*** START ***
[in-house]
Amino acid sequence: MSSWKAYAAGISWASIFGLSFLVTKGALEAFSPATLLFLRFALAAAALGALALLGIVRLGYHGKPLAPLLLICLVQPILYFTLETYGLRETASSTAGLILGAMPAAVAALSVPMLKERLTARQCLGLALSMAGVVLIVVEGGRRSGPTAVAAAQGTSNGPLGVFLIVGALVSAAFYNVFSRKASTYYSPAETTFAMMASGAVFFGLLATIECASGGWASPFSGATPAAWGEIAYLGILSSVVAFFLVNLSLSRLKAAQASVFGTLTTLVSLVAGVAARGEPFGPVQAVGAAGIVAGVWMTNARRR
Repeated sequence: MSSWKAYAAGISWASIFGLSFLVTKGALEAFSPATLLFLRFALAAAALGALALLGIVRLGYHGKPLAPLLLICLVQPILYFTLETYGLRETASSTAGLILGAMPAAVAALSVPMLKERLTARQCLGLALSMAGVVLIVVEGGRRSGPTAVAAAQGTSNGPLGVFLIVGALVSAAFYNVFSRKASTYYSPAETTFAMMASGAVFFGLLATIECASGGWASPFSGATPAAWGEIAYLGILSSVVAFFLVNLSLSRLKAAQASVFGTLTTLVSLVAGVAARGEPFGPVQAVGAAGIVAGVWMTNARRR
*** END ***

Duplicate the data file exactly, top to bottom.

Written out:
[in-house]
Amino acid sequence: MSSWKAYAAGISWASIFGLSFLVTKGALEAFSPATLLFLRFALAAAALGALALLGIVRLGYHGKPLAPLLLICLVQPILYFTLETYGLRETASSTAGLILGAMPAAVAALSVPMLKERLTARQCLGLALSMAGVVLIVVEGGRRSGPTAVAAAQGTSNGPLGVFLIVGALVSAAFYNVFSRKASTYYSPAETTFAMMASGAVFFGLLATIECASGGWASPFSGATPAAWGEIAYLGILSSVVAFFLVNLSLSRLKAAQASVFGTLTTLVSLVAGVAARGEPFGPVQAVGAAGIVAGVWMTNARRR
Repeated sequence: MSSWKAYAAGISWASIFGLSFLVTKGALEAFSPATLLFLRFALAAAALGALALLGIVRLGYHGKPLAPLLLICLVQPILYFTLETYGLRETASSTAGLILGAMPAAVAALSVPMLKERLTARQCLGLALSMAGVVLIVVEGGRRSGPTAVAAAQGTSNGPLGVFLIVGALVSAAFYNVFSRKASTYYSPAETTFAMMASGAVFFGLLATIECASGGWASPFSGATPAAWGEIAYLGILSSVVAFFLVNLSLSRLKAAQASVFGTLTTLVSLVAGVAARGEPFGPVQAVGAAGIVAGVWMTNARRR